Magnetic resonance imaging-guided vascular interventions. Ozturk, C., Guttman, M., McVeigh, E., & Lederman, R. Top Magn Reson Imaging, 16(5):369--381, Oct, 2005.
  author =       "C. Ozturk and M. Guttman and E.R. McVeigh and R.J.
  title =        "Magnetic resonance imaging-guided vascular interventions.",
  journal =      "Top Magn Reson Imaging",
  year =         "2005",
  month =        "Oct",
  volume =       "16",
  number =       "5",
  pages =        "369--381",
  robnote =      "Magnetic resonance imaging (MRI), which provides superior
                 soft-tissue imaging and no known harmful effects, has the
                 potential as an alternative modality to guide various
                 medical interventions. This review will focus on MR-guided
                 endovascular interventions and present its current state
                 and future outlook. In the first technical part, enabling
                 technologies such as developments in fast imaging,
                 catheter devices, and visualization techniques are
                 examined. This is followed by a clinical survey that
                 includes proof-of-concept procedures in animals and
                 initial experience in human subjects. In preclinical
                 experiments, MRI has already proven to be valuable. For
                 example, MRI has been used to guide and track targeted
                 cell delivery into or around myocardial infarctions, to
                 guide atrial septal puncture, and to guide the connection
                 of portal and systemic venous circulations. Several
                 investigational MR-guided procedures have already been
                 reported in patients, such as MR-guided cardiac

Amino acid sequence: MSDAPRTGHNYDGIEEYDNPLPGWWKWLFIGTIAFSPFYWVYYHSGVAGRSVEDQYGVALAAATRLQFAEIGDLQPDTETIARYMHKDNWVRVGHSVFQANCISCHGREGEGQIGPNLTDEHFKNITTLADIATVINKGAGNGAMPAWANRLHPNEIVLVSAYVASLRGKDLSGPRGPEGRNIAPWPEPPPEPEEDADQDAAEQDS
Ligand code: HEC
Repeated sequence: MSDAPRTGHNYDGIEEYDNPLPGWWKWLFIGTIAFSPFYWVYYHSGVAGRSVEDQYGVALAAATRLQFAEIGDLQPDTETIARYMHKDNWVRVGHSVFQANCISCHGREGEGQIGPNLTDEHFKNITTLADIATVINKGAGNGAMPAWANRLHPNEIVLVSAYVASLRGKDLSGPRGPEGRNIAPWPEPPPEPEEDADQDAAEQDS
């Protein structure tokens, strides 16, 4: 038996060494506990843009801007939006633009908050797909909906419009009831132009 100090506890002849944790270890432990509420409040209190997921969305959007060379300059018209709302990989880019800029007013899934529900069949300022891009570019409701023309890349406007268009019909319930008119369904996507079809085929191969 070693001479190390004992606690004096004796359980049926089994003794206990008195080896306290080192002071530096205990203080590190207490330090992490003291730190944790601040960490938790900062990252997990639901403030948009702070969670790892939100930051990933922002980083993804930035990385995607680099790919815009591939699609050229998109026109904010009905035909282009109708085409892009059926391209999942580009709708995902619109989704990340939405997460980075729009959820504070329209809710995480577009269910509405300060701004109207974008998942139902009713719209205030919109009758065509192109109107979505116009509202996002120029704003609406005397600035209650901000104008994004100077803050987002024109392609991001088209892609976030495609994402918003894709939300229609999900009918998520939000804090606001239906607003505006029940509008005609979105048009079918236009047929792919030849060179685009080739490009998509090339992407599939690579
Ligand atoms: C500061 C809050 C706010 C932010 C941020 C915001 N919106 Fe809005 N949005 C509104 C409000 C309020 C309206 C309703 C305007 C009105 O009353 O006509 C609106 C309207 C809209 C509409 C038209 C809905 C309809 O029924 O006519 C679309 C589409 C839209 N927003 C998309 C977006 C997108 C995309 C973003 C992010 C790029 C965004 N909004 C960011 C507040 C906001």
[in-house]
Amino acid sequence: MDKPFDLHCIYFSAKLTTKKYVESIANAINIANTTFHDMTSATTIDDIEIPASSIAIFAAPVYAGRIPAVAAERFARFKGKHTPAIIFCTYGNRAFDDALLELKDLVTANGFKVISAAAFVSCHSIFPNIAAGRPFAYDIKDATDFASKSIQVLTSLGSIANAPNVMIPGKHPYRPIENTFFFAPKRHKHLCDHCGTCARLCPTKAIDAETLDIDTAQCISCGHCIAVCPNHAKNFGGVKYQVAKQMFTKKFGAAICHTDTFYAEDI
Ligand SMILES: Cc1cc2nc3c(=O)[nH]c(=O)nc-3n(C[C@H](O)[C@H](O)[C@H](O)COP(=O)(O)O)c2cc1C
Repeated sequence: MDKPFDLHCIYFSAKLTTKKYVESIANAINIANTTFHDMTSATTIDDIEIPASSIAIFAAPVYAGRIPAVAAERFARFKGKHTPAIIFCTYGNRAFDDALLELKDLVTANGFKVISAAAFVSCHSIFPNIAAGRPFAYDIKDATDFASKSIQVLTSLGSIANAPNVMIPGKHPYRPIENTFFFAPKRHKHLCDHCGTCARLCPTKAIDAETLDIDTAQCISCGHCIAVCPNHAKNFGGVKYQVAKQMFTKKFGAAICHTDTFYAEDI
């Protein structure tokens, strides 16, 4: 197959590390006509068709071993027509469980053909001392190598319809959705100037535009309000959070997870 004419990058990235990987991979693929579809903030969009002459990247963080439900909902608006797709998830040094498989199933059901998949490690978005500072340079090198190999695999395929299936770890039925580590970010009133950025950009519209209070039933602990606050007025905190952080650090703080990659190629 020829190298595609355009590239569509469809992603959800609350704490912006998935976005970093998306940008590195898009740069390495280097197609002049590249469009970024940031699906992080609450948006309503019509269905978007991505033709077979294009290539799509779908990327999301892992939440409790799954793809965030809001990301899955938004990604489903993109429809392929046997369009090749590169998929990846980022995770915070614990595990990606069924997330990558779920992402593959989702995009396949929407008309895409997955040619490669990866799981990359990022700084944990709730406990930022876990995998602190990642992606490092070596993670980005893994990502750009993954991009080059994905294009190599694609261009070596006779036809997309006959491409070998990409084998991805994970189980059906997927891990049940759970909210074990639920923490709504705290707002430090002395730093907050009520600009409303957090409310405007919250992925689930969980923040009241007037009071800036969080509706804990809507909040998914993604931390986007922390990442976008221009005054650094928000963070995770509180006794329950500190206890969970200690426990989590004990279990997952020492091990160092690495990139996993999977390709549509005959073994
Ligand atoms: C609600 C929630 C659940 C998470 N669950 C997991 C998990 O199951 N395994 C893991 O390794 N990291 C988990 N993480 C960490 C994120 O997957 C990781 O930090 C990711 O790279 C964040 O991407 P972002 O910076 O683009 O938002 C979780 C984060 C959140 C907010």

catheterization, invasive imaging of peripheral artery
                 atheromata, selective intraarterial MR angiography, and
                 preliminary angioplasty and stent placement. In addition,
                 MR-assisted transjugular intrahepatic portosystemic shunt
                 procedures in patients have been shown in a novel hybrid
                 double-doughnut x-ray/MRI system. Numerous additional
                 investigational human MR-guided endovascular procedures
                 are now underway in several medical centers around the
                 world. There are also significant hurdles: availability of
                 clinical-grade devices, device-related safety issues,
                 challenges to patient monitoring, and acoustic noise
                 during imaging. The potential of endovascular
                 interventional MRI is great because as a single modality,
                 it combines 3-dimensional anatomic imaging, device
                 localization, hemodynamics, tissue composition, and
  bibdate =      "Wed Aug 26 13:21:34 2009",
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